WASHINGTON – In a major victory for President Barack Obama, the Republican-led House relented on Tuesday and will back legislation to fund the Homeland Security Department through the end of the budget year, without restrictions on immigration.
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House Speaker John Boehner, R-Ohio, outlined the dwindling options for his deeply divided GOP caucus on Tuesday morning after the Senate left the House with little choice. Boehner pointed out that the issue is now in the hands of the courts.
"I am as outraged and frustrated as you at the lawless and unconstitutional actions of this president," Boehner told his caucus, according to aides. "I believe this decision — considering where we are — is the right one for this team, and the right one for this country."
Conservatives had demanded that the funding bill roll back Obama's immigration directives from last fall. He signed orders sparing millions of immigrants from deportation. Democrats had insisted on legislation to fund the department, which shares responsibility for anti-terrorism operations, without any conditions.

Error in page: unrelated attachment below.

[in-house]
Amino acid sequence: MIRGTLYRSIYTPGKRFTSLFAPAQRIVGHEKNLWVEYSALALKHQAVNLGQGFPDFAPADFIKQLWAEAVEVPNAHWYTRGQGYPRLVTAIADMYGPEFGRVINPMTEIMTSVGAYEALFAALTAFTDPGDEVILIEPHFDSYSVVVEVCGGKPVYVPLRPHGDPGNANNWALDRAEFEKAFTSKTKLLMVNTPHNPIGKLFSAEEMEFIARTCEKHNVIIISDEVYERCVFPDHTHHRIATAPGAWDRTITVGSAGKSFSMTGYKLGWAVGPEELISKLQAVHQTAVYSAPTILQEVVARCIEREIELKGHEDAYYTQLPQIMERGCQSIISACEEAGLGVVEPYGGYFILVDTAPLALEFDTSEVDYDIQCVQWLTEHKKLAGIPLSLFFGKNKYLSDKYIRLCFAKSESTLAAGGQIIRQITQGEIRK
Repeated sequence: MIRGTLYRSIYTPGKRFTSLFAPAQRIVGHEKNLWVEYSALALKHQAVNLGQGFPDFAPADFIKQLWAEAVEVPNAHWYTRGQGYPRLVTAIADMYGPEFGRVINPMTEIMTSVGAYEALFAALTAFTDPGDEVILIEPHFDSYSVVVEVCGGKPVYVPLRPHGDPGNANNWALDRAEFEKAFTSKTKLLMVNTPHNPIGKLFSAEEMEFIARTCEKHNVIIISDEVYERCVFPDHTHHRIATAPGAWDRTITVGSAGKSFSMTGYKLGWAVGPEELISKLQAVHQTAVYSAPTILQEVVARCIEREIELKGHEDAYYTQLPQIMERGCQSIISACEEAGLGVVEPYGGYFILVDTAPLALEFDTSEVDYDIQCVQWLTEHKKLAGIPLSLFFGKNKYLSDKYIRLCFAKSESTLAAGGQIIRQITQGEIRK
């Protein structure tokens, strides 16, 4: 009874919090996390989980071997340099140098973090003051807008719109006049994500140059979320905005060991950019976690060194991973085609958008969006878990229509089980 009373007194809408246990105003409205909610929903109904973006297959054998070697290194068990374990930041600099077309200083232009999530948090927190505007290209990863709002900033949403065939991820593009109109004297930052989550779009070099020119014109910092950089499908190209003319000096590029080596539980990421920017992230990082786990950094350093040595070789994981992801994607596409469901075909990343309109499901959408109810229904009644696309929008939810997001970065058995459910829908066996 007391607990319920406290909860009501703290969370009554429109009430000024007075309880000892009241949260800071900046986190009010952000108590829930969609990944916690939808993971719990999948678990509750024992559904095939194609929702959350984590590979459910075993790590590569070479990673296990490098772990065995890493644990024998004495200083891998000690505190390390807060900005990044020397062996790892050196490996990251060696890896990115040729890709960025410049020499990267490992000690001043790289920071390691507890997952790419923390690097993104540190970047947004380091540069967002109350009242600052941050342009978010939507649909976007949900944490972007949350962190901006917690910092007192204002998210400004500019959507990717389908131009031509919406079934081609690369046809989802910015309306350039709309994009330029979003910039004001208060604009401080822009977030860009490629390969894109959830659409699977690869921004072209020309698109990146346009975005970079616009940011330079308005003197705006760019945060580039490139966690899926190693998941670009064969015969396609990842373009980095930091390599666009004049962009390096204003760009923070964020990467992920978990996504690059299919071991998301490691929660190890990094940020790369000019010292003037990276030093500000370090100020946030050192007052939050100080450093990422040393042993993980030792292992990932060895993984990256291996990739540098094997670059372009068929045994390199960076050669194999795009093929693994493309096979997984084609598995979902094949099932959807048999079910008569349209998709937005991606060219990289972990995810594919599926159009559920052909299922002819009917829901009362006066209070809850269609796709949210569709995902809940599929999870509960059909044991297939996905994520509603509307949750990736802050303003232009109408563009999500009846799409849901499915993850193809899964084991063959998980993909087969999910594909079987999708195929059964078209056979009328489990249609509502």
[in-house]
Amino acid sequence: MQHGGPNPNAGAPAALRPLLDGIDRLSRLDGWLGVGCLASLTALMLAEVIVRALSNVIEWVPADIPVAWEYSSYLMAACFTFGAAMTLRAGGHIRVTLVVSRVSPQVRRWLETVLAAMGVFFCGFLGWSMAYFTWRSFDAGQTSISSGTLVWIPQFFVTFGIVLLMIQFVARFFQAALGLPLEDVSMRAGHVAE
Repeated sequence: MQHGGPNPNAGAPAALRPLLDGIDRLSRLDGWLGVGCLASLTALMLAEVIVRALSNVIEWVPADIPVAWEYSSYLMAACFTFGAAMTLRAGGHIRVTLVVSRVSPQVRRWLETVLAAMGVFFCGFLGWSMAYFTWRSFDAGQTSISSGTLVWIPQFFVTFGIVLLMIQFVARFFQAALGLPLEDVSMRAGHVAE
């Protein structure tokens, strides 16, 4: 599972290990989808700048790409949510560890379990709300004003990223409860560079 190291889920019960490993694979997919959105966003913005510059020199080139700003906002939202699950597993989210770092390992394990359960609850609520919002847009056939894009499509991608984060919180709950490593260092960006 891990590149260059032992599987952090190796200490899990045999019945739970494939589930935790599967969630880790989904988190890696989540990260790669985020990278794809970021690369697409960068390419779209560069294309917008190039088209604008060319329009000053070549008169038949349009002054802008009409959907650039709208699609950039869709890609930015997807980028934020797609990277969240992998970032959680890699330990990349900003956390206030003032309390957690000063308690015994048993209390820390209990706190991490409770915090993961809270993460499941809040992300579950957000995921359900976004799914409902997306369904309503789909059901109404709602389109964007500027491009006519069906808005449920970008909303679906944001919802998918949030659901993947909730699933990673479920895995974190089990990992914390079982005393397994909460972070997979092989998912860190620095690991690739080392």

The GOP leadership's decision angered several conservatives.
"This is the signal of capitulation," said Rep. Steve King, R-Iowa. "The mood of this thing is such that to bring it back from the abyss is very difficult."
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But more pragmatic Republicans welcomed Boehner's move.
"Sanity is prevailing. I do give John Boehner credit," said Rep. Peter King, R-N.Y.
A vote could occur as early as Tuesday. Short-term funding for the department expires on Friday at midnight.
A federal court ruling has temporarily blocked the administration from implementing the new immigration rules. The administration has appealed the decision and the ultimate result of the legal challenge is unknown.
Passage of the stand-alone spending bill would seal the failure of a Republican strategy designed to make Homeland Security funding contingent on concessions from Obama. The department, which has major anti-terrorism responsibilities, is also responsible for border control.
Whatever the final result of the struggle, controversy over the legislation has produced partisan gridlock in the first several weeks of the new Congress, though Republicans gained control of the Senate last fall and won more seats in the House than at any time in 70 years.
Even so, Democratic unity blocked passage in the Senate of House-passed legislation with the immigration provisions. By late last week, a split in House GOP ranks brought the department to the brink of a partial shutdown. That was averted when Congress approved a one-week funding bill that Obama signed into law only moments before a midnight Friday deadline.